She also writes paranormal romance under the alias Genia Avers and her novel FORBIDDEN MAGIC was a 2013 PRISM finalist. A Golden Heart finalist and winner of the prestigious Daphne du Maurier contest, she has one constant: a HEA.


Carousel horseOriginally, Forbidden Magic was a story about vampires—vampires living on a planet without homeotherms (warm-blooded creatures). I wrote the manuscript when vamps were hot, thinking I’d given the old Dracula story a unique twist. Not so much. By the time my manuscript made it to an interested publisher, all the life had been sucked out of vampire books.

Still, the editor liked my concept and asked if I could change my characters to another life form. “Sure. No problem,” I said, making the sign of the cross.

Stop laughing. J

I needed a dozen or so crosses and even more wooden stakes (and lots of wine), but I managed to convert the vamps into álfar and Dökkálfar (light and dark elves) without sacrificing my characters or plot. What I didn’t have to change were my equestors.

“E-what?” you ask. The original (and final) version of Forbidden Magic had a medieval feel. You can’t write that period without including a non-mechanical form of transportation, i.e., horse-drawn carriages. Unfortunately, with no warm-blooded animals on the planet, I had a problem.

So I did what Houston would do—I built a horse. I envisioned a cross between a flexible carousel horse and R2-D2. In the book, I purposely left descriptions of my hybrid horses vague. I wanted readers to create their own unique images of the magnificent beasts.

Naturally I couldn’t call these non-horses horses. My first pass at naming the animals was Equinators—but that sounded too much like something involving a roto-rooter, so I kept the root of the word, “Eq” and combined it with adventurers. With a little tweaking, the EQUESTOR was born.

I try to make my heroines very different from the author (me), i.e., not “younger and improved” versions of myself. However, in Forbidden Magic, Subena shares my love of horses.

He’d heard she was an excellent rider but doubted the poor creatures he’d seen in the Mydrian stables could even manage a trot. Maybe if he let her ride a real equestor, Subena would thaw a bit. Hell, he’d give her his steed if she’d smile at him like that.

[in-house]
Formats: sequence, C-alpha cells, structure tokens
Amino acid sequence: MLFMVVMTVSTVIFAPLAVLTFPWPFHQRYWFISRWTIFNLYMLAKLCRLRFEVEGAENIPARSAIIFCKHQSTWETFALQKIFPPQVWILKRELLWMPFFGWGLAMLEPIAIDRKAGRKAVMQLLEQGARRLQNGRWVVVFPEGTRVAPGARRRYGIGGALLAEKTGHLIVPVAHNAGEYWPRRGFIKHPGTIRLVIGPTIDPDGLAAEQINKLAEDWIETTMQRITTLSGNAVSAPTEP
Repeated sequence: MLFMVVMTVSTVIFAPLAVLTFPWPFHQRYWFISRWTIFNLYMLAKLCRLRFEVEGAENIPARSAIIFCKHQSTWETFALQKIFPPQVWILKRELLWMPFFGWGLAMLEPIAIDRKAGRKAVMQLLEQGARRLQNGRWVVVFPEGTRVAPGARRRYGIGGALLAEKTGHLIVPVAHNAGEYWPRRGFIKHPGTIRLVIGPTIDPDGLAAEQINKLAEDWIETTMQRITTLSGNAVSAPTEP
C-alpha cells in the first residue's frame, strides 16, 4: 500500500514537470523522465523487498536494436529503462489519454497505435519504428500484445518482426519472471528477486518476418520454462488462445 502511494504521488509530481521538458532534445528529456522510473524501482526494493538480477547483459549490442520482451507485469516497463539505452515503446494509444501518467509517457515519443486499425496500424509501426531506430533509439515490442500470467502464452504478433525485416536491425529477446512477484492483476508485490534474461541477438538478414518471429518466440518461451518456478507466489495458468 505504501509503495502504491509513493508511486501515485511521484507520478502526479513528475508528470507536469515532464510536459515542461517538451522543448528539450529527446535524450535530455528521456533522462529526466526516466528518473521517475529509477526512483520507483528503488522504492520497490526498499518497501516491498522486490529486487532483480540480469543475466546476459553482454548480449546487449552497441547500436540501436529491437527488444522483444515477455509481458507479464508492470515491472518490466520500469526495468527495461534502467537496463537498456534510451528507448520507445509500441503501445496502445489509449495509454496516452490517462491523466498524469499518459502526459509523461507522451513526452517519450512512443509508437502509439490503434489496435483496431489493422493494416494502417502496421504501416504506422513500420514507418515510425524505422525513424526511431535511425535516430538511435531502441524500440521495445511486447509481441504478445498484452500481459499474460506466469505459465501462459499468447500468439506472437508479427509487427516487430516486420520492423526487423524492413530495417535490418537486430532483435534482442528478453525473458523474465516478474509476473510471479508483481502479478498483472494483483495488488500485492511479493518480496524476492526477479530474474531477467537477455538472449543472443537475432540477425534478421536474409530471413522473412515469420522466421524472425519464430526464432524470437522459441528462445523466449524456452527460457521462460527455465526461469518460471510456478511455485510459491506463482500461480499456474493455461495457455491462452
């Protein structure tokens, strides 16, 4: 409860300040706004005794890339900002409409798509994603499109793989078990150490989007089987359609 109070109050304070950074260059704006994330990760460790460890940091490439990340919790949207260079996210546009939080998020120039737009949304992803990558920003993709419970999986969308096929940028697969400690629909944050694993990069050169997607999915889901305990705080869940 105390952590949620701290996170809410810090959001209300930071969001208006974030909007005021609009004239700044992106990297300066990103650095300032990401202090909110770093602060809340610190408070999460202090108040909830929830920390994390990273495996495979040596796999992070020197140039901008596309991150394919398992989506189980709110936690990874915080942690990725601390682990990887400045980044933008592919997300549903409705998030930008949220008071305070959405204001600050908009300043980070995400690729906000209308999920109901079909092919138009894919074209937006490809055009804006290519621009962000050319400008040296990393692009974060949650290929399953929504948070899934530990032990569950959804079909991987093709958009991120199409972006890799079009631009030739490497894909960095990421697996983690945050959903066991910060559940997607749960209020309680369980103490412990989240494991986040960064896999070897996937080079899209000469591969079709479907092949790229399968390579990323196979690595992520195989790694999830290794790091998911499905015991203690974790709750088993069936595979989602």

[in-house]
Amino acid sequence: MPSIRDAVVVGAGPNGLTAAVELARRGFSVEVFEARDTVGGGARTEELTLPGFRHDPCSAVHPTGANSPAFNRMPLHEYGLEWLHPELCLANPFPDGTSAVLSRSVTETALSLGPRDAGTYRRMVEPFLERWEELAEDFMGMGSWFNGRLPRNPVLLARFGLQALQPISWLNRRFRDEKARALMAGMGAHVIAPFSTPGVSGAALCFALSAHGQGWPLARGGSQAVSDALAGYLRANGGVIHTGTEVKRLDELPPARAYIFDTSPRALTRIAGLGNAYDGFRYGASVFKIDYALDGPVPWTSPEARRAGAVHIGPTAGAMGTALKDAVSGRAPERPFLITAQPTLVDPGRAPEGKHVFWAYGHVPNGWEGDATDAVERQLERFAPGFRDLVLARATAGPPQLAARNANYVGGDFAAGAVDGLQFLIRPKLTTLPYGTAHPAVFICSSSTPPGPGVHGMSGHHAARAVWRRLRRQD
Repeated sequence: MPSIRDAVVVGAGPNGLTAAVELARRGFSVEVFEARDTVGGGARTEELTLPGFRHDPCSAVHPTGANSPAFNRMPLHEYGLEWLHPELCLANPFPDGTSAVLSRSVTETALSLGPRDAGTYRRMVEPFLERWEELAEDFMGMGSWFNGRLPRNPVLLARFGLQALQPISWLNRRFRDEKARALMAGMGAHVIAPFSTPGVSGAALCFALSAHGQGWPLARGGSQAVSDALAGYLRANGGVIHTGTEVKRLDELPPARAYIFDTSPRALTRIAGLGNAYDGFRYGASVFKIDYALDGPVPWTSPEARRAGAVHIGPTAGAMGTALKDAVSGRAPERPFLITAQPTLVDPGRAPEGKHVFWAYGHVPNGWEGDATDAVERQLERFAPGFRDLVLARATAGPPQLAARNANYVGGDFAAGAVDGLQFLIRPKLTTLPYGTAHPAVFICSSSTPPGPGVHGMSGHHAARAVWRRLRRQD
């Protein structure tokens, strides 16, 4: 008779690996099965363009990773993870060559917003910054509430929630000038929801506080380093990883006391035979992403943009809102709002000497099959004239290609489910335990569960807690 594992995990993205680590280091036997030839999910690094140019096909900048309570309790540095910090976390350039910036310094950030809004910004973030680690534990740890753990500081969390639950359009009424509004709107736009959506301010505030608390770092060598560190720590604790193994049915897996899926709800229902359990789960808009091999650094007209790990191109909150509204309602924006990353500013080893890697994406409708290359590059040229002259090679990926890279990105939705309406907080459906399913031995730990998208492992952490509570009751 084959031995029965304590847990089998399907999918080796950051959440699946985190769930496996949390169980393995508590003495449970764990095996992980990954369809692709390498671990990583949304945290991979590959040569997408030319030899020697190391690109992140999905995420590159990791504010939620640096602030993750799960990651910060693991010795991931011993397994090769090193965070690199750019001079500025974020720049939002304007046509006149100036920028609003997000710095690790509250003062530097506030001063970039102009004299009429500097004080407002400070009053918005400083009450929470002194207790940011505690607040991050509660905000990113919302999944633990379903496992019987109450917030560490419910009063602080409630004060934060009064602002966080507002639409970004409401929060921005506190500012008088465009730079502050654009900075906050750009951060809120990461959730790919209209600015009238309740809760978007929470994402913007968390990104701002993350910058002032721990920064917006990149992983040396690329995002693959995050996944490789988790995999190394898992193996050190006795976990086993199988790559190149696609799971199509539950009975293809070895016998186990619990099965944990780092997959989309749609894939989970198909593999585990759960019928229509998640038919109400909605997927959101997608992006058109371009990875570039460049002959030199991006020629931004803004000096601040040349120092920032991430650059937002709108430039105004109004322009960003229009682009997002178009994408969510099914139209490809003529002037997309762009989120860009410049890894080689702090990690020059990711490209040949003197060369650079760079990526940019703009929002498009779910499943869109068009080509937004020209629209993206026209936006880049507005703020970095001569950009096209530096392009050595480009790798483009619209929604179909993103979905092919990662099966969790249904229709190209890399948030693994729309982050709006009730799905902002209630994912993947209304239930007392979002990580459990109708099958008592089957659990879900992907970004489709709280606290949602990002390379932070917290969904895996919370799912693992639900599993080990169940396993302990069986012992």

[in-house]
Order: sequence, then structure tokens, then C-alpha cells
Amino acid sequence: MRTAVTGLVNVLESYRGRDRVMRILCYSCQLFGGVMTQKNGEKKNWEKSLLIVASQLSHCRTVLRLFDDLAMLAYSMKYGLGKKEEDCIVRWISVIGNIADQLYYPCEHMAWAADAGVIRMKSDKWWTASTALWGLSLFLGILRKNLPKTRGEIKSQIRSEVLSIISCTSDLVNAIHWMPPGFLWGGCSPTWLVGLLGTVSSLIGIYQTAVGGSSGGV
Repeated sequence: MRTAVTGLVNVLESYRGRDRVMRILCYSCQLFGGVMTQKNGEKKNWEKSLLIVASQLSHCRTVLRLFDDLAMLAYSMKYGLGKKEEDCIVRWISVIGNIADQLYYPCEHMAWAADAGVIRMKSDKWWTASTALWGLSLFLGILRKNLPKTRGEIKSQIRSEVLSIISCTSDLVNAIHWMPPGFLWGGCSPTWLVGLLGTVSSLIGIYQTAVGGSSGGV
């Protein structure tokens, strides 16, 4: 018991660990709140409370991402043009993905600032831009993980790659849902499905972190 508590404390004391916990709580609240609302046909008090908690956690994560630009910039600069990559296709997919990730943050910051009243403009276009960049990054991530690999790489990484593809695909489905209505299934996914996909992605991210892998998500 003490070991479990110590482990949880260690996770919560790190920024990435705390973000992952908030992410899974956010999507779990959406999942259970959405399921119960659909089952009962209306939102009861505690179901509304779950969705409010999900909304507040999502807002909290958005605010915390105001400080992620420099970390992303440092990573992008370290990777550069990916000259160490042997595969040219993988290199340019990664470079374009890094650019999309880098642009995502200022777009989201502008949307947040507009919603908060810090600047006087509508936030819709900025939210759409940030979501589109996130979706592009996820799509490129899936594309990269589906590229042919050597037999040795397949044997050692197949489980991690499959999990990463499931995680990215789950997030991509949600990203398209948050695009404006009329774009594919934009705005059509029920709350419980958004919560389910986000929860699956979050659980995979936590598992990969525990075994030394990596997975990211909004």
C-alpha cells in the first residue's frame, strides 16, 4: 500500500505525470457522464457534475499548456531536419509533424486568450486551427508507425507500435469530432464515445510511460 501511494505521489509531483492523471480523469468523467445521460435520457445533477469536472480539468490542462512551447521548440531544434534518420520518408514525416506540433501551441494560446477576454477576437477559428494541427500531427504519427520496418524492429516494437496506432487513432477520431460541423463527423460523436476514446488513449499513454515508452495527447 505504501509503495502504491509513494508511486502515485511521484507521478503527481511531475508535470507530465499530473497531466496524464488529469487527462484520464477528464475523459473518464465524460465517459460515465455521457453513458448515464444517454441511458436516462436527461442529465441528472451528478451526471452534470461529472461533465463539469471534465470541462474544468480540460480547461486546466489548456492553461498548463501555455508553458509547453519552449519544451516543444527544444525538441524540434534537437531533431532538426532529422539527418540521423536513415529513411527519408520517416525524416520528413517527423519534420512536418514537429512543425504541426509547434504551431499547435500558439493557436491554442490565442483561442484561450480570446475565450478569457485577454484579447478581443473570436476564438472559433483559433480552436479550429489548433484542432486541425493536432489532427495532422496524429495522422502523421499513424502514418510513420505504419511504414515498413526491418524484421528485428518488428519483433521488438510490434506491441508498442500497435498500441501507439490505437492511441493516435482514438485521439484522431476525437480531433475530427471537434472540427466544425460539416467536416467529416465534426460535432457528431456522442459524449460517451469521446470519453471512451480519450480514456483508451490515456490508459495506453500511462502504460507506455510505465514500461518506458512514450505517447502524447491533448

And once I created the beast, I had a lot of fun with the word:

“You…you…equestor’s ass.”

Still, I tried to keep the hybrid as close to the real animal as possible, even hinting the equestor might be descended from a “real horse.”

Arkton grinned. “There’ve been animals here as long as I can remember. Legend has it Rothart’s grandfather bred one of the local mares with a real horse, brought from earth to this planet.”

Subena suppressed a smile. Gatslians had a legend for everything—there was no such thing as a horse.

Creating the equestor was one of the most enjoyable parts of my novel-completion process. Writing is hard work, so if you have the opportunity, have some fun and create your own equestor. J

Happy writing!

Robin Weaver (a.k.a. Genia Avers)


Forbidden MaagicFORBIDDEN MAGIC is the first novel in a series of romantic adventures chronicling the intercultural challenges as Mydrias and Gastle attempt to resolve their differences and return to earth.

Subena’s people are dying. To obtain the crystals the álfar need to survive, she agrees to a treaty with the hated Gatslians. King Rothart has but one demand—she must wed his son, Prince Kamber. Subena vows the marriage will be in name only, but she is ill prepared for an attraction stronger than the ancient magic lying dormant in the land. Add to the chaotic mix a former suitor, a phantom lover, attempted murder, and an invasion by hostile troops, and Subena’s world isn’t what it used to be. Ancient skills might shield her body, but she possesses no power to protect her heart. Can she fight his former paramour and keep the seductress from laying claim to the man who’s made his imprint on Subena’s soul? Or is love as much of an illusion as a return to the planet Earth?



Forbidden Flame




Forbidden Twice

Categories: Books, elves, fantasy, Horses, Paranormal, paranormal romance, romance, Uncategorized | Tags: , , , , , , | 8 Comments